Tag Archives: Fuzhou

Linguistics in the night

You walk places; you hear stuff.

I’m heading down Machang Lu this evening when I hear some woman on a phone. Whatever language she was speaking, it wasn’t the local version of putonghua. In fact, there was a lot of flapping. I don’t know whether it was Minbei or Minnan, but it didn’t seem to be tonal. I know we’ve got Philippinos and Indonesian students around here, but this woman seemed too old to be a student.

Then I went into the the DVD shop near Student Street. There were a couple of girls in there looking through the DVDs and speaking Russian, I think. I’ve never heard Chinese people speaking Russian before. They sounded like Uighurs to my untrained ear. Or they could’ve been from one of the ‘Stans. Do think so. The one girl I could see clearly looked 100% Han Chinese to me.

Dragon Boat Festival pictures

Sticking one’s oar in.

I thought I’d try and find my way to the temple across the river even if there were no dragon boats. However, as you can see from the pictures, the dragon boats were out plying the river, sounding their drums and cymbals and setting off firecrackers.

The temple itself, as I found, appears to have some connection with Thailand, and is costing ¥300K (c. £20K) to refurbish. There were the large incense sticks burning outside, and all the temples along the river seem to be active. In fact, there are a few more of them than I realised, as well as one or two shrines of a sort.

Row, row, row your boat

Round and round the stream…

I could hear the drums and fireworks again this morning and went upstairs to see what I could see on the river. There was a single dragon boat which seemed to be being rowed around in circles. I thought there might be races, but this was a single vessel. It appears that everything is centred on the temple on the other side of the river which, in  straight line, isn’t all that far away, but I’d have to go via Jiefang Bridge to get there. Actually, I’m cur­ious to know whose temple it is. I think it’s a fairly new one, too, because I don’t recall it being here when I first came to Fuzhou. Mind you, it might’ve been under green gauze until recently.

I managed to get copies of Tuesday’s and Thursday’s SCMP last night. The former had the story about the Skyrail accident. It also had a brief story about a 39-year-old teacher in Chongqing who seems to have died from apoplexy when she was scolding her pupils for playing cards in class. Prob­ably the woman was at the end of her tether with this particular class. I see from Thursday’s paper that drivers in Beijing are going to be fined if they don’t move their cars out of the way after accidents. The expressway be­tween Tongzhou and Beijing could get very badly clogged when there were accidents because they usually constricted the traffic to one lane and Chinese drivers, having no common sense, would jockey for position where we’d interweave with each other. I assumed that the cars were left in situ either because the police demanded it, or it was an insurance thing. Meanwhile, a single peach reached ¥138K at an auction in Guangdong. The money was for a good cause, but this is a good instance of con­spic­uous consumption.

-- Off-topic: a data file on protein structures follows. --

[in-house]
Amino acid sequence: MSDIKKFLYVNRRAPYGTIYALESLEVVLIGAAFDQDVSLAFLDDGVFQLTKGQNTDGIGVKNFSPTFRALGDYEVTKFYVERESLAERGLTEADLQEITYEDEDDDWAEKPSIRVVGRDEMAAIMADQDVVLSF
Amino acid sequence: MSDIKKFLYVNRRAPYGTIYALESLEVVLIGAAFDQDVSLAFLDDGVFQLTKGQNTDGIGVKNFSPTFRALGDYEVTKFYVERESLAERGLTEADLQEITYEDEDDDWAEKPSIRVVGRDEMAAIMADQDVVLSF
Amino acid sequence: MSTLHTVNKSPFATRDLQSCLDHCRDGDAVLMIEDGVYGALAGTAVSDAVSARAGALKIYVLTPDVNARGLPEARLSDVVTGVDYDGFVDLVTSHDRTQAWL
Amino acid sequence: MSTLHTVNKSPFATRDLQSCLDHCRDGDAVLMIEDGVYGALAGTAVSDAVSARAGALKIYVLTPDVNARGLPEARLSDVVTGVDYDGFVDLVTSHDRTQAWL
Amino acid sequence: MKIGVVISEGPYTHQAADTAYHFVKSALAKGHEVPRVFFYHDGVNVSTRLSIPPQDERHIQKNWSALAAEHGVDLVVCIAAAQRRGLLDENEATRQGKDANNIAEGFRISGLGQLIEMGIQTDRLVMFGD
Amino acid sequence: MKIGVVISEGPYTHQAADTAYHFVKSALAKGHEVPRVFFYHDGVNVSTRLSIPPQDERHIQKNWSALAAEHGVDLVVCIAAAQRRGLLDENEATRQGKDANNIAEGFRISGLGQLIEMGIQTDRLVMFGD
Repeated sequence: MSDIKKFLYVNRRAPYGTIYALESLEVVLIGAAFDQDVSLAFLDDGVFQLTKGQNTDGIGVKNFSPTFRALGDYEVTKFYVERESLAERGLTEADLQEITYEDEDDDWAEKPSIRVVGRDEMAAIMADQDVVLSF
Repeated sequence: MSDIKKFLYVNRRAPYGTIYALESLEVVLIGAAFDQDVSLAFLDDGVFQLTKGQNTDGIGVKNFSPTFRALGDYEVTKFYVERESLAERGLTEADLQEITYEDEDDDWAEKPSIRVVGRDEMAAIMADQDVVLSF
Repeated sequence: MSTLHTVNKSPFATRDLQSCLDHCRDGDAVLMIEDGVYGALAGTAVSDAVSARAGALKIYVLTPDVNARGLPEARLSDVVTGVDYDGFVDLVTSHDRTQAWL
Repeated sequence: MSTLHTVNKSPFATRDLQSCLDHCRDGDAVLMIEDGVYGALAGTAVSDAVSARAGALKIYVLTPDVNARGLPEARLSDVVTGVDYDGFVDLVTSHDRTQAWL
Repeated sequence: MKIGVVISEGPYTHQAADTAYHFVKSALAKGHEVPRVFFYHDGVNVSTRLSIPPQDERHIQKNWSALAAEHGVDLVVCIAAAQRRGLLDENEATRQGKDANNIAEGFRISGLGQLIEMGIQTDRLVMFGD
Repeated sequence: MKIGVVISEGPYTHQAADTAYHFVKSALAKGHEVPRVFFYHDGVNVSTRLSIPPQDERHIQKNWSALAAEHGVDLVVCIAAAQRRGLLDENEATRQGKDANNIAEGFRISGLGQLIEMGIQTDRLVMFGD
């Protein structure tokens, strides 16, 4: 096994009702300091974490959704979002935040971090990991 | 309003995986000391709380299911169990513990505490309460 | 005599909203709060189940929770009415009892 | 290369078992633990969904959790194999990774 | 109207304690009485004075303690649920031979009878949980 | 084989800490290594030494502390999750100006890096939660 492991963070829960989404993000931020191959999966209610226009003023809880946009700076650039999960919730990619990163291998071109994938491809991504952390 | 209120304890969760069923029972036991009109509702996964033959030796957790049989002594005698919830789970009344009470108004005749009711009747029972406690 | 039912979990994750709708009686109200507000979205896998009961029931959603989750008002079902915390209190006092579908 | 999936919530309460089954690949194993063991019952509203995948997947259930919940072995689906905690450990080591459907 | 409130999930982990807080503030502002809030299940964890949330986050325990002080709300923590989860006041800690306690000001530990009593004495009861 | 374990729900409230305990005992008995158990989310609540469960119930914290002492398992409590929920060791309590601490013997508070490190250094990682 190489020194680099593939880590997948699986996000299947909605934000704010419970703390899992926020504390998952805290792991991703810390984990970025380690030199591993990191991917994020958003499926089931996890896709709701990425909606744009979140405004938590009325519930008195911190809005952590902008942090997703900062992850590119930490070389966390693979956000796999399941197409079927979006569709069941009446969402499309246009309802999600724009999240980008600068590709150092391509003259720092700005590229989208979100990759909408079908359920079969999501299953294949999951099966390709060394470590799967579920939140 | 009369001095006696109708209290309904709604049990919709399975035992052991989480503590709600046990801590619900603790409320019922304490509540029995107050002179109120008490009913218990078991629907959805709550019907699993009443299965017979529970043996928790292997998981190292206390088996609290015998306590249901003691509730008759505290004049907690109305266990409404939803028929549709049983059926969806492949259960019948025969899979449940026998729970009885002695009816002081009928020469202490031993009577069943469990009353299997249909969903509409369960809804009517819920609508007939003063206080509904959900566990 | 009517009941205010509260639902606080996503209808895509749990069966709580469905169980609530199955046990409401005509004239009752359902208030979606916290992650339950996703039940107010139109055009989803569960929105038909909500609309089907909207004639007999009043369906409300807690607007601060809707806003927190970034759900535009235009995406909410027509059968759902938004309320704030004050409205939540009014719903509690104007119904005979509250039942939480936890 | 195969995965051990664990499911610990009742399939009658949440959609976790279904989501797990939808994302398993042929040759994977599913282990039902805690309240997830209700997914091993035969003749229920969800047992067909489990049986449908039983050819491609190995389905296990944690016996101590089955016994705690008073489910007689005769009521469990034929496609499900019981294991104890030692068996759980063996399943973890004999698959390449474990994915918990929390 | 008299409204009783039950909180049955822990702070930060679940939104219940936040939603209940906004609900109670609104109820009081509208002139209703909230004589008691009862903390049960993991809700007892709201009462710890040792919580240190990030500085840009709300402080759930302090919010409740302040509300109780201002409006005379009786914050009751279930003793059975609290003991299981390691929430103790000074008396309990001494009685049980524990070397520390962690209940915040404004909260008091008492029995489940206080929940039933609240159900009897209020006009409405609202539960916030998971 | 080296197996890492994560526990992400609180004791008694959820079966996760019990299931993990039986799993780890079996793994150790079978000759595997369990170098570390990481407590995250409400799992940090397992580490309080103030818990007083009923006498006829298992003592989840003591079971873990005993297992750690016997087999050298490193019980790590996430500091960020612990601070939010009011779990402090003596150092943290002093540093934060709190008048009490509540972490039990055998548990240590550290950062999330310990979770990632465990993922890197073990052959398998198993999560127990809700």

The recent bad weather has resulted in floods here in southern China. The river level remains high and seems to be not so much mud suspended in water as water suspended in mud.

Return of the Red Mansions

Back on the hit parade.

Ta (or, Tuo) House signThis was a sign which caused me much bother back in 2007 because I didn’t bother reading the second character properly. It simply says the Ta (or, Tuo) House. The left-hand character is the trad­it­ional version of  庐 (lú) “hut, hovel”.

[10.08.14. Edited post. Got rid of a superfluous reference to A Dream of Red Mansions; added picture and tags.]

The Night of the Winged Insects

Fly, my pretties! Fly!

As I’m heading along the lane this evening, I notice that there are clouds of winged ants buzzing around the lights. I say “winged ants” for want of the correct name for these things. They don’t actually look very ant-like. Once they’ve flown about a bit, their wings fall off to reveal a long-bodied insect that bears no particular resemblance to an ant. When I got down to Yiyuan I found that there were no winged ants down there, although I did carry one with me after it landed in my hair. There goes the ecosystem.

By the time I got back from XXKX, the clouds had largely dispersed, but you could see a carpet of discarded wings on the stone walls and the former owners wriggling their way across it.

It really does say that

But what does it mean?

Yesterday when I was coming back from Metro, I noticed an establishment called the Haixin Quick Hotel (see photo below). That immediately piqued my curiosity because “quick” seemed to be seriously out of place. However, I went back this afternoon to get a picture and found that it did indeed say “quick” (快捷 kuàijié). As you can see, it’s still under construction.

But as I’m heading along that link between one part of Machang Lu and the other round the back of the high school affiliated with Fujian Normal University, I spotted some very new graffiti on what is probably the back wall of the school grounds. I can only assume that this is one or more of the pupils of this particular school expressing their pleasure at the realisation that they’re at a Chinese high school. I feel pleasure of a similar sort myself. It’s also pleasing to see an instance of the English language in active use in the community.

Ironically, there’s police guard post just nearby, although most of the time it’s never manned.

Things that go jump in the night. I was passing by the wall with the graffiti this evening and happened to see a small frog hopping towards it.

Nine years before the mast

And precious little to show for it.

Although we aren’t formally charged with teaching our pupils grammar, the nature of the tests that we give them means that we have to deal with whatever grammatical structure the textbook covers in each theme. It’s stuff that they should already know, but their grasp of grammar, in spite of their allegedly extensive knowledge, is often weak.

Today we were doing the perfect continuous (have been Ving). One of the questions for speaking practice was “How long have you been learning English?” After a few moments of counting on her fingers, one girl said she’d been learning English for nine years. Her score on the occasion of the last exam was equivalent to IELTS 3 (actually just short of 3.5). IELTS 8 or 9 is native speaker level. Although I might not expect someone to be as proficient as a native speaker of English after nine years (interspersed with other subjects, of course), I might expect such a person’s English to be better than IELTS 3.5.